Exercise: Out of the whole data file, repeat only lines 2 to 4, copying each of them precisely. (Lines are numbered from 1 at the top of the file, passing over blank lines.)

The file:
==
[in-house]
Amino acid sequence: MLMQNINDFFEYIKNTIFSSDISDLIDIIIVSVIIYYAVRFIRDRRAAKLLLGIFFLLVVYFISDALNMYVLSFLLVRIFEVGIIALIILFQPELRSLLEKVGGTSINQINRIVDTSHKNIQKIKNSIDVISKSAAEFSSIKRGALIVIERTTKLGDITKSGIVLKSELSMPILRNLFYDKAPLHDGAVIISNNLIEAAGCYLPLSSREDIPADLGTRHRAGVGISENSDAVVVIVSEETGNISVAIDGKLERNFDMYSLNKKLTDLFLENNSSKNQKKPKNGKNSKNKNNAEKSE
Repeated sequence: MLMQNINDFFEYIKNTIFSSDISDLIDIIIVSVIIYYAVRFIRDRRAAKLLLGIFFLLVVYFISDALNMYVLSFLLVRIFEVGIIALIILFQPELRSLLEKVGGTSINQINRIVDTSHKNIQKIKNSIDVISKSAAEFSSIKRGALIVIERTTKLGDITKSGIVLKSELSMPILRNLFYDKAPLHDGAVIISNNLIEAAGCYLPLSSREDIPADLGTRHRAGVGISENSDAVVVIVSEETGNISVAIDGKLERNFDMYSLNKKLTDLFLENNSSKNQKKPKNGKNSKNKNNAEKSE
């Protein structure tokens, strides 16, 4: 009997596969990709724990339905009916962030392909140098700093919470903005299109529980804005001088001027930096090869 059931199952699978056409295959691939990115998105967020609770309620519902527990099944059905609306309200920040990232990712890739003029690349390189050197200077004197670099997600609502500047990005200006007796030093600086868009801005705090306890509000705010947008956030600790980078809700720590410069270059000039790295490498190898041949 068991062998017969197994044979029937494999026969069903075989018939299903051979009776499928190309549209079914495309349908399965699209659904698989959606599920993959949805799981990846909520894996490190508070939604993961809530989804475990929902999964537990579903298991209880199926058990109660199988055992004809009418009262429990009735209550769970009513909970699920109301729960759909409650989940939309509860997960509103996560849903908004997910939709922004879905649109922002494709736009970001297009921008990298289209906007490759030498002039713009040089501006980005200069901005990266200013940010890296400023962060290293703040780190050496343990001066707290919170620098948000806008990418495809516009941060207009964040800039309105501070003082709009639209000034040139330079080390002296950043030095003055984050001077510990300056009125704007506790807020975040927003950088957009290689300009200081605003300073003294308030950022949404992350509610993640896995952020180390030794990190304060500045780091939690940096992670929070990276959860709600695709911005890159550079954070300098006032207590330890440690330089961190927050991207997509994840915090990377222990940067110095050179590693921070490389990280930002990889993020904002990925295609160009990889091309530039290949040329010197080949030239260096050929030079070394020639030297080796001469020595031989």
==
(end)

Amino acid sequence: MLMQNINDFFEYIKNTIFSSDISDLIDIIIVSVIIYYAVRFIRDRRAAKLLLGIFFLLVVYFISDALNMYVLSFLLVRIFEVGIIALIILFQPELRSLLEKVGGTSINQINRIVDTSHKNIQKIKNSIDVISKSAAEFSSIKRGALIVIERTTKLGDITKSGIVLKSELSMPILRNLFYDKAPLHDGAVIISNNLIEAAGCYLPLSSREDIPADLGTRHRAGVGISENSDAVVVIVSEETGNISVAIDGKLERNFDMYSLNKKLTDLFLENNSSKNQKKPKNGKNSKNKNNAEKSE
Repeated sequence: MLMQNINDFFEYIKNTIFSSDISDLIDIIIVSVIIYYAVRFIRDRRAAKLLLGIFFLLVVYFISDALNMYVLSFLLVRIFEVGIIALIILFQPELRSLLEKVGGTSINQINRIVDTSHKNIQKIKNSIDVISKSAAEFSSIKRGALIVIERTTKLGDITKSGIVLKSELSMPILRNLFYDKAPLHDGAVIISNNLIEAAGCYLPLSSREDIPADLGTRHRAGVGISENSDAVVVIVSEETGNISVAIDGKLERNFDMYSLNKKLTDLFLENNSSKNQKKPKNGKNSKNKNNAEKSE
């Protein structure tokens, strides 16, 4: 009997596969990709724990339905009916962030392909140098700093919470903005299109529980804005001088001027930096090869 059931199952699978056409295959691939990115998105967020609770309620519902527990099944059905609306309200920040990232990712890739003029690349390189050197200077004197670099997600609502500047990005200006007796030093600086868009801005705090306890509000705010947008956030600790980078809700720590410069270059000039790295490498190898041949 068991062998017969197994044979029937494999026969069903075989018939299903051979009776499928190309549209079914495309349908399965699209659904698989959606599920993959949805799981990846909520894996490190508070939604993961809530989804475990929902999964537990579903298991209880199926058990109660199988055992004809009418009262429990009735209550769970009513909970699920109301729960759909409650989940939309509860997960509103996560849903908004997910939709922004879905649109922002494709736009970001297009921008990298289209906007490759030498002039713009040089501006980005200069901005990266200013940010890296400023962060290293703040780190050496343990001066707290919170620098948000806008990418495809516009941060207009964040800039309105501070003082709009639209000034040139330079080390002296950043030095003055984050001077510990300056009125704007506790807020975040927003950088957009290689300009200081605003300073003294308030950022949404992350509610993640896995952020180390030794990190304060500045780091939690940096992670929070990276959860709600695709911005890159550079954070300098006032207590330890440690330089961190927050991207997509994840915090990377222990940067110095050179590693921070490389990280930002990889993020904002990925295609160009990889091309530039290949040329010197080949030239260096050929030079070394020639030297080796001469020595031989």